Wales moves a step closer to smacking ban midst calls for its introduction to be scrapped
Wales has moved a step closer to ending the physical punishment of children but there are calls to scrap the introduction of the so-called smacking ban.
The Children (Abolition of Defence of Reasonable Punishment) (Wales) Bill achieved another milestone on Tuesday 21 by reaching the final stage of Assembly scrutiny.
The Bill now moves to the fourth stage with a debate and final vote on the legislation taking place on Tuesday January 28, this will see Assembly Members vote on whether to pass the Bill.
If the Bill receives Royal Assent, it will become an Act.
If the Act comes into force, parents and other adults acting in a parental capacity will no longer be able to rely on the defence of reasonable punishment if accused of assault or battery of a child.
In its journey through the Senedd, evidence has been heard from a range of organisations including the Royal College of Paediatrics, Royal College of Nursing, Association of Directors of Social Services and all police forces in Wales, which support the principles of the Bill.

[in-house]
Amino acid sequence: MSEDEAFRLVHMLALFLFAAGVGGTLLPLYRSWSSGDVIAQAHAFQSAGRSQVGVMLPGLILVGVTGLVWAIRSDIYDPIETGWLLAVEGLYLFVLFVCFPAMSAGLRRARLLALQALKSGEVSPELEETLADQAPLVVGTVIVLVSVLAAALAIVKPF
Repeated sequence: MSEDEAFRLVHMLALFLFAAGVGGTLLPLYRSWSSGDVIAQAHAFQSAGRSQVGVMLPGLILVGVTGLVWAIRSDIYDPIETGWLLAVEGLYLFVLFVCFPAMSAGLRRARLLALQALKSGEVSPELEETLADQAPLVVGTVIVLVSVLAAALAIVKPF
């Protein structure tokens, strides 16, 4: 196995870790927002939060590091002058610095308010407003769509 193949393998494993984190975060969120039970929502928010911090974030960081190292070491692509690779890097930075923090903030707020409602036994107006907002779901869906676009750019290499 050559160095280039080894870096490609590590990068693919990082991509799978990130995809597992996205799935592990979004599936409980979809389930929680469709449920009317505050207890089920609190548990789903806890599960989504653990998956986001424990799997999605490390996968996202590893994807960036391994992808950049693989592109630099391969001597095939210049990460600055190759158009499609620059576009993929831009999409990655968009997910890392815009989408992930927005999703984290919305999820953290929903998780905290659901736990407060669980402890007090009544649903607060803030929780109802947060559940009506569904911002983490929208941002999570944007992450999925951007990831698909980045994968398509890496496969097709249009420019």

The Bill has also been supported by a number of children’s charities, including the NSPCC, Barnardo’s Cymru, Save the Children, Action for Children and Children in Wales. The Children’s Commissioner for Wales has also welcomed the move to change the law.
Deputy Minister for Health and Social Services Julie Morgan said: “In my view, changing the law around reasonable punishment is fundamental in a country that believes in children’s rights.
“It’s time for Wales to join more than 55 other nations across the world, including Scotland, to end the physical punishment of children. This law will bring clarity for parents, professionals and children that physically punishing a child is not acceptable in Wales.”
North Wales Assembly Member Mark Isherwood said a ban is not wanted by the majority, has proved ineffective in countries where smacking is already criminalised, and would criminalise “normal, decent, loving parents who use a smack from time to time”.
He said: “The people behind this Bill appear to live in an unrepresentative ‘Cardiff Bay bubble’, where sitting in judgement on others and deciding what is good for them takes priority over listening to the people they are supposed to represent.
They claim to be protecting children and state that those who disagree with them need “Positive Parenting” courses.
However, the overwhelming majority of parents already know and apply the ‘Positive Parenting’ interventions they advocate, whilst also retaining the option of light smacking in their Positive Parenting toolkit for rare use in times of danger or as a last resort”.
He added: “A recent survey of Welsh Local Councillors found that 7 in 10 are opposed to a smacking ban – including a majority from each of the main parties – and that 9 in 10 say that Councils do not have the resources to cope with one.”